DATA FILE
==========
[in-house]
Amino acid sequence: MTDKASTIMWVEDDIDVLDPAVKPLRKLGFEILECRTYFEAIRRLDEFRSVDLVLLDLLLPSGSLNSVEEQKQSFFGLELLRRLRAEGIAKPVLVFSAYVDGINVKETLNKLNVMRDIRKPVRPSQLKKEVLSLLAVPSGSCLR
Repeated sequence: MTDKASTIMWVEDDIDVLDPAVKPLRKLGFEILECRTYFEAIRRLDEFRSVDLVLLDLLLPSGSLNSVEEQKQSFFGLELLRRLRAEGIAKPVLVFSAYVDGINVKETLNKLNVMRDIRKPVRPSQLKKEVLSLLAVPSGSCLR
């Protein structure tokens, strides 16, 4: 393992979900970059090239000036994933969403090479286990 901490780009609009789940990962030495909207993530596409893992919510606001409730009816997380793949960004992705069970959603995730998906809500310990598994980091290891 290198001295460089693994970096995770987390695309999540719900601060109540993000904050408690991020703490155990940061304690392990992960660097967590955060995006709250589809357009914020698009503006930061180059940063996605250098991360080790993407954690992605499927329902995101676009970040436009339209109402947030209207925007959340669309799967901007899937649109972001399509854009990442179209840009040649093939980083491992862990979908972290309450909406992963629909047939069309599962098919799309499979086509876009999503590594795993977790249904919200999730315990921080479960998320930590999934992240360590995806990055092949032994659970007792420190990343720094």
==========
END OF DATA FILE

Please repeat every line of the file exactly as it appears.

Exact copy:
[in-house]
Amino acid sequence: MTDKASTIMWVEDDIDVLDPAVKPLRKLGFEILECRTYFEAIRRLDEFRSVDLVLLDLLLPSGSLNSVEEQKQSFFGLELLRRLRAEGIAKPVLVFSAYVDGINVKETLNKLNVMRDIRKPVRPSQLKKEVLSLLAVPSGSCLR
Repeated sequence: MTDKASTIMWVEDDIDVLDPAVKPLRKLGFEILECRTYFEAIRRLDEFRSVDLVLLDLLLPSGSLNSVEEQKQSFFGLELLRRLRAEGIAKPVLVFSAYVDGINVKETLNKLNVMRDIRKPVRPSQLKKEVLSLLAVPSGSCLR
């Protein structure tokens, strides 16, 4: 393992979900970059090239000036994933969403090479286990 901490780009609009789940990962030495909207993530596409893992919510606001409730009816997380793949960004992705069970959603995730998906809500310990598994980091290891 290198001295460089693994970096995770987390695309999540719900601060109540993000904050408690991020703490155990940061304690392990992960660097967590955060995006709250589809357009914020698009503006930061180059940063996605250098991360080790993407954690992605499927329902995101676009970040436009339209109402947030209207925007959340669309799967901007899937649109972001399509854009990442179209840009040649093939980083491992862990979908972290309450909406992963629909047939069309599962098919799309499979086509876009999503590594795993977790249904919200999730315990921080479960998320930590999934992240360590995806990055092949032994659970007792420190990343720094």